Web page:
Multiple breast cancer risk variants are associated with differential transcript isoform expression in tumors.

Caswell JL, Camarda R, Zhou AY, Huntsman S, Hu D, Brenner SE, Zaitlen N, Goga A, Ziv E - Hum. Mol. Genet. (2015)

Alternative splice site usage in STXBP4 exon 6 based on rs6504950 genotype. (A) With the rs6504950 risk allele, virtually all STXBP4 exon 5–6 junction reads map to one junction, whereas with the non-risk allele, virtually all map to the other. (B) LocusZoom plot (23) displaying −log10P-values for the association of each SNP within the window with STXBP4 exon 5–6 junction 1 by position. (C) The locus of rs11658717, the presumed causal SNP. The two alternative 3′ splice sites are highlighted in red. The minor allele of rs11658717 (G) is in high LD with the risk allele of rs6504950 (A). Screenshot from http://genome.ucsc.edu (24).
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Related In: Results  -  Collection

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getmorefigures.php?uid=PMC4664170&req=5

DDV432F2: Alternative splice site usage in STXBP4 exon 6 based on rs6504950 genotype. (A) With the rs6504950 risk allele, virtually all STXBP4 exon 5–6 junction reads map to one junction, whereas with the non-risk allele, virtually all map to the other. (B) LocusZoom plot (23) displaying −log10P-values for the association of each SNP within the window with STXBP4 exon 5–6 junction 1 by position. (C) The locus of rs11658717, the presumed causal SNP. The two alternative 3′ splice sites are highlighted in red. The minor allele of rs11658717 (G) is in high LD with the risk allele of rs6504950 (A). Screenshot from http://genome.ucsc.edu (24).
Mentions: After excluding the six problematic associations, six raSNPs were associated with exon, junction or whole-transcript expression of seven genes (Table 1). Four of the six loci replicated at P < 0.05 in the smaller set of 109 ER-negative tumors from TCGA (Table 1), three at FDR < 0.05. We identified one SNP associated with exon skipping (rs11552449-DCLRE1B), two SNPs associated with alternative splice site usage (rs6504950-STXBP4 and rs8170-BABAM1) (Figs 2 and 3), three SNPs associated with more complex exon usage patterns (rs11552449-PHTF1, rs616488-PEX14 and rs999737-RAD51L1) and one SNP associated only with an exon–exon junction, which could represent an unannotated alternative splice site or other unannotated pattern of exon usage (rs11249433-SRGAP2D).Table 1.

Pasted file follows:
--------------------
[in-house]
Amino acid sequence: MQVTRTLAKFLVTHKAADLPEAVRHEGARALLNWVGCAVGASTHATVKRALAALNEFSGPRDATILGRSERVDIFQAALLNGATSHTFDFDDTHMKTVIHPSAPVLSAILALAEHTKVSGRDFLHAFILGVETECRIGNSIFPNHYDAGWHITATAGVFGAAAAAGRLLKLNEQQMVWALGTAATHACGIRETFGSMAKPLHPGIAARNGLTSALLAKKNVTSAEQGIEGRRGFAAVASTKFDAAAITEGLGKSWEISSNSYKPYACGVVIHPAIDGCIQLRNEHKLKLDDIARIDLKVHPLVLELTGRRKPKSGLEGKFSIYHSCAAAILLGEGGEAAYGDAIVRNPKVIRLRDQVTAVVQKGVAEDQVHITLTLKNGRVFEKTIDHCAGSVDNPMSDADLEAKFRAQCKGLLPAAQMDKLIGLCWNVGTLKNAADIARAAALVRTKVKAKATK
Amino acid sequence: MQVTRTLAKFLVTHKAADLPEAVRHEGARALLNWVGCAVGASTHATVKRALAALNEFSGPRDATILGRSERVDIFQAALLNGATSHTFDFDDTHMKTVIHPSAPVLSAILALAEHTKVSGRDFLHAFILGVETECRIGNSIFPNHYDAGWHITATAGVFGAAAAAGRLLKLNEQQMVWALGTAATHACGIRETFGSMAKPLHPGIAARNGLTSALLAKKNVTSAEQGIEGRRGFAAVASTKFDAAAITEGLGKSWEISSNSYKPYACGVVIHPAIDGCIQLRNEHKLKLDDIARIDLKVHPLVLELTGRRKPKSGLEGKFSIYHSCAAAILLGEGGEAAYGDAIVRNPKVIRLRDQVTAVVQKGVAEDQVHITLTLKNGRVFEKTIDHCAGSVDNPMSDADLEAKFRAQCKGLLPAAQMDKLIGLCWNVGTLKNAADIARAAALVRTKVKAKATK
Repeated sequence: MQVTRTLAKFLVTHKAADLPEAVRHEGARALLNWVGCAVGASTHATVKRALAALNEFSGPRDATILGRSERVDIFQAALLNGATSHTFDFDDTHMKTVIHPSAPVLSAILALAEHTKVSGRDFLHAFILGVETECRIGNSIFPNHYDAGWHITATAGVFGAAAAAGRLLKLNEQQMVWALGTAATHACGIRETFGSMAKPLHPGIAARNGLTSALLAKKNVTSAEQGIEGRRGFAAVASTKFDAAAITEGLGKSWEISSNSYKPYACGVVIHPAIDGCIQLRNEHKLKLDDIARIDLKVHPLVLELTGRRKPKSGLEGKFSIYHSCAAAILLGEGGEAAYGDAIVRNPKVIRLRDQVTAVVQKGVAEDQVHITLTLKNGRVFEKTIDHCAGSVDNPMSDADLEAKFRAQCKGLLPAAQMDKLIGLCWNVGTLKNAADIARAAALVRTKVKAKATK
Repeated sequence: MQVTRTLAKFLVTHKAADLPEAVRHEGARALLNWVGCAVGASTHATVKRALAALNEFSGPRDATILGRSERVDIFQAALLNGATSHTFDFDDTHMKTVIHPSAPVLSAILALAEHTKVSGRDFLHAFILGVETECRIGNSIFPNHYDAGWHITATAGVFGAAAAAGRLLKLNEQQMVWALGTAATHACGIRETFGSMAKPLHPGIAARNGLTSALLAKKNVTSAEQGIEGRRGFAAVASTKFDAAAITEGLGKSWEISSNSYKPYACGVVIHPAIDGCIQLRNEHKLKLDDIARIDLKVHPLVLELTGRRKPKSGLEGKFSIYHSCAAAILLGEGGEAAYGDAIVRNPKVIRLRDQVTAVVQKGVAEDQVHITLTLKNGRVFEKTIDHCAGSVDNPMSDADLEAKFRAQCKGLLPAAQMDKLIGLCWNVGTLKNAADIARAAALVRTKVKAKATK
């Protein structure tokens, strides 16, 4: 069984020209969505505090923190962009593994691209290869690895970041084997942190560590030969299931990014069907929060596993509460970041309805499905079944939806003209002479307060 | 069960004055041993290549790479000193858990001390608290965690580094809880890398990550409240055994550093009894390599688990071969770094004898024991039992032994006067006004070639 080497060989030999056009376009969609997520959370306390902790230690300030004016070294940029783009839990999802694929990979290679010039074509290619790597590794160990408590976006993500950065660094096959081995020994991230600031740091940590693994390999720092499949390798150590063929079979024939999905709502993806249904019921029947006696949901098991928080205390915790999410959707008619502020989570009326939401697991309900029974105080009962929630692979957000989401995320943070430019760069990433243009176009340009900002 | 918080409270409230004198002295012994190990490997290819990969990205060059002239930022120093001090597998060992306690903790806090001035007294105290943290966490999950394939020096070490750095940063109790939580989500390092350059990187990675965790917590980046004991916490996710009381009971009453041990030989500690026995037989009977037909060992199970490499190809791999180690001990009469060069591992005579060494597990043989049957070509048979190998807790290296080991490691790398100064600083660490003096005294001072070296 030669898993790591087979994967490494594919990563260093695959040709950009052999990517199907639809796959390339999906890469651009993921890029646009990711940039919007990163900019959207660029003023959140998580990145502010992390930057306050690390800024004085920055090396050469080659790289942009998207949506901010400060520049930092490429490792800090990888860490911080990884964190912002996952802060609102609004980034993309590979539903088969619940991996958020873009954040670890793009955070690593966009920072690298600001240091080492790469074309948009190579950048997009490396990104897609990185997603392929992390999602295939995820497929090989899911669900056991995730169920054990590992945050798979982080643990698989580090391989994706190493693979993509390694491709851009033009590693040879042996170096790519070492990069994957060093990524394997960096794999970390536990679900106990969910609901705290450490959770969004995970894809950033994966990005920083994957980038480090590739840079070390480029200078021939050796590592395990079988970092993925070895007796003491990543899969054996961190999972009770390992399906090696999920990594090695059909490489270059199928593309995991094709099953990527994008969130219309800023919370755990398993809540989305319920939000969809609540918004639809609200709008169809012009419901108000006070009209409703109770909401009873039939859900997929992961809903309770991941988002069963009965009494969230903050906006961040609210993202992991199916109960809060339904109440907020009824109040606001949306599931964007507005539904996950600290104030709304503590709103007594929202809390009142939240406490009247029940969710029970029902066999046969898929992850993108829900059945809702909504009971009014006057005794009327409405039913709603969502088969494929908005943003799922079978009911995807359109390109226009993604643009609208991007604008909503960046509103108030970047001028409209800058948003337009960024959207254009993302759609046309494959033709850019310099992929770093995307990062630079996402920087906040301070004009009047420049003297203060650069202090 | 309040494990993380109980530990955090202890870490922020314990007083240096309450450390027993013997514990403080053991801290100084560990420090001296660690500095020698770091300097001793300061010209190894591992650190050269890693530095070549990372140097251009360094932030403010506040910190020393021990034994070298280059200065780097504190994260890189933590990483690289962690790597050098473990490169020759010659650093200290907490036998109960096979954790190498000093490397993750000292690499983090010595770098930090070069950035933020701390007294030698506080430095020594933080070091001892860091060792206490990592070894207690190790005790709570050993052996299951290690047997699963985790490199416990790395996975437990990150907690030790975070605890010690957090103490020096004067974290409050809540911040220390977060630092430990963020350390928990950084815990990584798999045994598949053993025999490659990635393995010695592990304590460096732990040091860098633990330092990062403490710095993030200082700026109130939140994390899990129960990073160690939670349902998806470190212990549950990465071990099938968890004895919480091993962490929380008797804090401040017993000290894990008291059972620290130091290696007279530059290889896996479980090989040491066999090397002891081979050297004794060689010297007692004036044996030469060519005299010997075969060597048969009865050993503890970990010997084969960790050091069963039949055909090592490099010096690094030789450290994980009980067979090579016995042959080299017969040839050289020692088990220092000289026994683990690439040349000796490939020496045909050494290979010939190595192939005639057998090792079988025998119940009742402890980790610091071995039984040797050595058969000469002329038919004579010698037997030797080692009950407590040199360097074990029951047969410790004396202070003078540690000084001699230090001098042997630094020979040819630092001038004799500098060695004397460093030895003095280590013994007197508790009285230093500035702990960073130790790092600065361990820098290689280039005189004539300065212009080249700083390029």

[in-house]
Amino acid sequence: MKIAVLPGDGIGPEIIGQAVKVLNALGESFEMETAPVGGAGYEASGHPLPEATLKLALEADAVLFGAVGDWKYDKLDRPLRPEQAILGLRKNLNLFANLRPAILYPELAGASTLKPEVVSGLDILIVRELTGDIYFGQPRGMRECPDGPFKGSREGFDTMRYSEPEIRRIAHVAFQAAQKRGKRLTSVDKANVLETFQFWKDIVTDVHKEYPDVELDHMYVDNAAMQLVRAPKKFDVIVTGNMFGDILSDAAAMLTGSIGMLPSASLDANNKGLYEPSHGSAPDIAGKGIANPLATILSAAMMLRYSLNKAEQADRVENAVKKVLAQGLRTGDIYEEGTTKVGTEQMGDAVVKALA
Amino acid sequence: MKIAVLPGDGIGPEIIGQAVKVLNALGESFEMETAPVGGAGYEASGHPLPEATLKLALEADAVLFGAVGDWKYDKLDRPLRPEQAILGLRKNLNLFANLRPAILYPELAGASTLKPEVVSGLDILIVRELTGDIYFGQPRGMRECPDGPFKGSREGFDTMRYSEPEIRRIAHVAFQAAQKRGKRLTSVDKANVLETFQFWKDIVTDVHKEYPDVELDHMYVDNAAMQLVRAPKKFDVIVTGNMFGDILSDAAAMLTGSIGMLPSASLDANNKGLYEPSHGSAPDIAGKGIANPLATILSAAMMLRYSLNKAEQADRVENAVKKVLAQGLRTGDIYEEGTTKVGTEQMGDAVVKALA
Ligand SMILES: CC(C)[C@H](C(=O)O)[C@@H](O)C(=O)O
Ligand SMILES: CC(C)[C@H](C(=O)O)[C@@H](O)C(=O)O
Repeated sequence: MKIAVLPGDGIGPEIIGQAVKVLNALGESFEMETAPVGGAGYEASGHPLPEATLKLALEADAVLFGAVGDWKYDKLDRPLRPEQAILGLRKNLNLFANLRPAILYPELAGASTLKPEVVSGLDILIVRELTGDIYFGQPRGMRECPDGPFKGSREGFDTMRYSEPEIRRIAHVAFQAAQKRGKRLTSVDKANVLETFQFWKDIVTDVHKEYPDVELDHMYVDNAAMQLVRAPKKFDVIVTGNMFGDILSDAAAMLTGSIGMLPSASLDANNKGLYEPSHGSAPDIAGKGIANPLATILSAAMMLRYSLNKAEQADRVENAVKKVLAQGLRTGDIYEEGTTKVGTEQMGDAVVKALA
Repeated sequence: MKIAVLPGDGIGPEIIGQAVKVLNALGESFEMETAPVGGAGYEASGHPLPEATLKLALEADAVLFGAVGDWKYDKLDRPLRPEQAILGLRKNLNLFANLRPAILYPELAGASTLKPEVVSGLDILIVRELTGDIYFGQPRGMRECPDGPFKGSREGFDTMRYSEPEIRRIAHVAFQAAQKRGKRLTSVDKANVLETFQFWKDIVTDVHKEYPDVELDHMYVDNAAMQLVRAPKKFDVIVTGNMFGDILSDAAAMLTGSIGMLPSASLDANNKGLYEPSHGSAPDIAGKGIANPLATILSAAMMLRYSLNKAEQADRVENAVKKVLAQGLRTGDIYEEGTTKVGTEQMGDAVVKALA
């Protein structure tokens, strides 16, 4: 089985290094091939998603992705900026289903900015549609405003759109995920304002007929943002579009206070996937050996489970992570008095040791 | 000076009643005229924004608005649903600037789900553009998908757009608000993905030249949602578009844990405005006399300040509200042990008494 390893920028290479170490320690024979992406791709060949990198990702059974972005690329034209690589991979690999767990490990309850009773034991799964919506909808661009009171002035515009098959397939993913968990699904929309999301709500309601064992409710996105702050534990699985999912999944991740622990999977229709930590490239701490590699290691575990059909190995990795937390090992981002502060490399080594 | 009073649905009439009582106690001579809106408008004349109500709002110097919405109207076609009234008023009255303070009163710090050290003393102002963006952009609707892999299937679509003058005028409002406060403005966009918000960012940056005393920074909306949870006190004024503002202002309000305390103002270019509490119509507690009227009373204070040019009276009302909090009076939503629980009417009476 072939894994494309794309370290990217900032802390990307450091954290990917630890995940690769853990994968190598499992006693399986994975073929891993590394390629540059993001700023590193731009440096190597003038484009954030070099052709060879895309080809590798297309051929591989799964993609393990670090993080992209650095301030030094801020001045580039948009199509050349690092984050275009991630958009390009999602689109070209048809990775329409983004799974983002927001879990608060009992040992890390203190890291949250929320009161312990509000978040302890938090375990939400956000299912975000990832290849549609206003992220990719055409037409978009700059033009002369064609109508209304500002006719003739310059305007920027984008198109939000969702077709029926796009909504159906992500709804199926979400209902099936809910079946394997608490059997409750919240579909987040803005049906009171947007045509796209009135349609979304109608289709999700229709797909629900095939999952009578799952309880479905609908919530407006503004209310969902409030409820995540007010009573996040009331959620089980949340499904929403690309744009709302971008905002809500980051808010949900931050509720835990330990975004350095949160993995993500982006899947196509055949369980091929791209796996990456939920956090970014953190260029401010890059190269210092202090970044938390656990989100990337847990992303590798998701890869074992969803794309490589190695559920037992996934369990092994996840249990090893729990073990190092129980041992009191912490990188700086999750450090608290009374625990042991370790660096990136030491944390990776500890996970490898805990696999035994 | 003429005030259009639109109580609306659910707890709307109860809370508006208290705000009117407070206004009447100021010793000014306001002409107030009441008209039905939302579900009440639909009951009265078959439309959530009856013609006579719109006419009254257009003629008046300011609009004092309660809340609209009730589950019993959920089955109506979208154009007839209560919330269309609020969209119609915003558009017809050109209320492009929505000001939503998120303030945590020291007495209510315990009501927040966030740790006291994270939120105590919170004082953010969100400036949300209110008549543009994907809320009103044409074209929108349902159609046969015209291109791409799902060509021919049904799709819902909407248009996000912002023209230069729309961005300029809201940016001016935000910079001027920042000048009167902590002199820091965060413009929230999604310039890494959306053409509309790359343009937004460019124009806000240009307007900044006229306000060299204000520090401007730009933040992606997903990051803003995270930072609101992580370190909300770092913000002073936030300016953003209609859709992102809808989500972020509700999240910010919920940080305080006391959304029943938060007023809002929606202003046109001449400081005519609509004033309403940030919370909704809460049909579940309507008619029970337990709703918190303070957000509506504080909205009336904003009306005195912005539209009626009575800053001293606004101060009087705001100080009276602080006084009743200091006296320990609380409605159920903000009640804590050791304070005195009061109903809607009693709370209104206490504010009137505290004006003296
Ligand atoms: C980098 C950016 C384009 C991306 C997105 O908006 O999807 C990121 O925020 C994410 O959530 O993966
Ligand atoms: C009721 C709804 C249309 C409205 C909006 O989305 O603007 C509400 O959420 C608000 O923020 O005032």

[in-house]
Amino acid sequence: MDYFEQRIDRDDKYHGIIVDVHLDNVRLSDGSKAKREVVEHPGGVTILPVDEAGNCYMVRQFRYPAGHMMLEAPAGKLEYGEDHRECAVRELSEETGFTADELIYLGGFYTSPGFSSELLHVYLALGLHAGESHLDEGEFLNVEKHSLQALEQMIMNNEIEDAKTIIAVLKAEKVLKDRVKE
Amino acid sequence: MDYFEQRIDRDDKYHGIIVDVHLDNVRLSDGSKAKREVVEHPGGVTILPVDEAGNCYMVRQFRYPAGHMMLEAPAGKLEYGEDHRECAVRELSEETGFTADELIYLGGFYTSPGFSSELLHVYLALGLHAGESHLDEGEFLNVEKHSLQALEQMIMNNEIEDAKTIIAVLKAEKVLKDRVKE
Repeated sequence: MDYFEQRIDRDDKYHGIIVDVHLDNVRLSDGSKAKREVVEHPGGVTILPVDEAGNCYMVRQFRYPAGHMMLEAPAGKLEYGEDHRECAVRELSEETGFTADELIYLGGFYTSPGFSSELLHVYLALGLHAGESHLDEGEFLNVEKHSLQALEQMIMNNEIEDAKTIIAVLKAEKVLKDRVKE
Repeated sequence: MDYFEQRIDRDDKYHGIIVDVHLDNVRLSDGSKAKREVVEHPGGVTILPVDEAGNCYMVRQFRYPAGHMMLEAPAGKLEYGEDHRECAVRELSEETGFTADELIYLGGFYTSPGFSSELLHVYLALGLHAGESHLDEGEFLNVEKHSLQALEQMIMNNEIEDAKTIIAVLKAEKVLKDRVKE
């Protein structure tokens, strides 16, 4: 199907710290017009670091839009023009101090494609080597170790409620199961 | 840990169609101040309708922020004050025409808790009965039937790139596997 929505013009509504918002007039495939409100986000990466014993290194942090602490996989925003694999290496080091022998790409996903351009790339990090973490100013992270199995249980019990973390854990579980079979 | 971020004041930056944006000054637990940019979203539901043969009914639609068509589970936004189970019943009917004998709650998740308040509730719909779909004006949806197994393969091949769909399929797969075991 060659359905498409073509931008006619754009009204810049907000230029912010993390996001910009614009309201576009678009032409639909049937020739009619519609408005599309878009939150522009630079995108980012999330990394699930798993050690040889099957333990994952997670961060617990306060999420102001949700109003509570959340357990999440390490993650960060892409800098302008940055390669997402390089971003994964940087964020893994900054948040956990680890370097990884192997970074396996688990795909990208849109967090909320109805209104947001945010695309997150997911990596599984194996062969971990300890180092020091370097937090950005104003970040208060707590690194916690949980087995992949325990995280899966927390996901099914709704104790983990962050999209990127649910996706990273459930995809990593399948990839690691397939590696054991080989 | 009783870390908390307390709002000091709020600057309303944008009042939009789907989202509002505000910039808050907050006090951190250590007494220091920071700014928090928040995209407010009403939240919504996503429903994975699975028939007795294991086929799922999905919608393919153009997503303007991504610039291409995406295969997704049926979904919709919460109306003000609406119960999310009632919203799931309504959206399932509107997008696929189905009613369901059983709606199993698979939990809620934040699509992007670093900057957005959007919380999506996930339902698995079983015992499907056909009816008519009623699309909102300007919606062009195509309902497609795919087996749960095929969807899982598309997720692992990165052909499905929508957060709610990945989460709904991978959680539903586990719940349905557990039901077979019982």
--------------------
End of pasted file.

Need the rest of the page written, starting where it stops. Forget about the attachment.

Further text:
Bottom Line: A subset of these SNPs are associated with quantitative expression of nearby genes, but the functional effects of the majority remain unknown.Six SNPs were associated with differential transcript expression of seven nearby genes at FDR < 0.05 (BABAM1, DCLRE1B/PHTF1, PEX14, RAD51L1, SRGAP2D and STXBP4).Lastly, at two loci, we identified the likely causal SNP for the alternative splicing event, and at one, functionally validated the effect of that SNP on alternative splicing using a minigene reporter assay.

View Article: PubMed Central - PubMed

Affiliation: Department of Medicine, Institute for Human Genetics, Helen Diller Family Comprehensive Cancer Center and, Department of Medicine, Division of Medical Oncology, Stanford University, Stanford, CA, USA and caswell@stanford.edu.

No MeSH data available.


Related in: MedlinePlus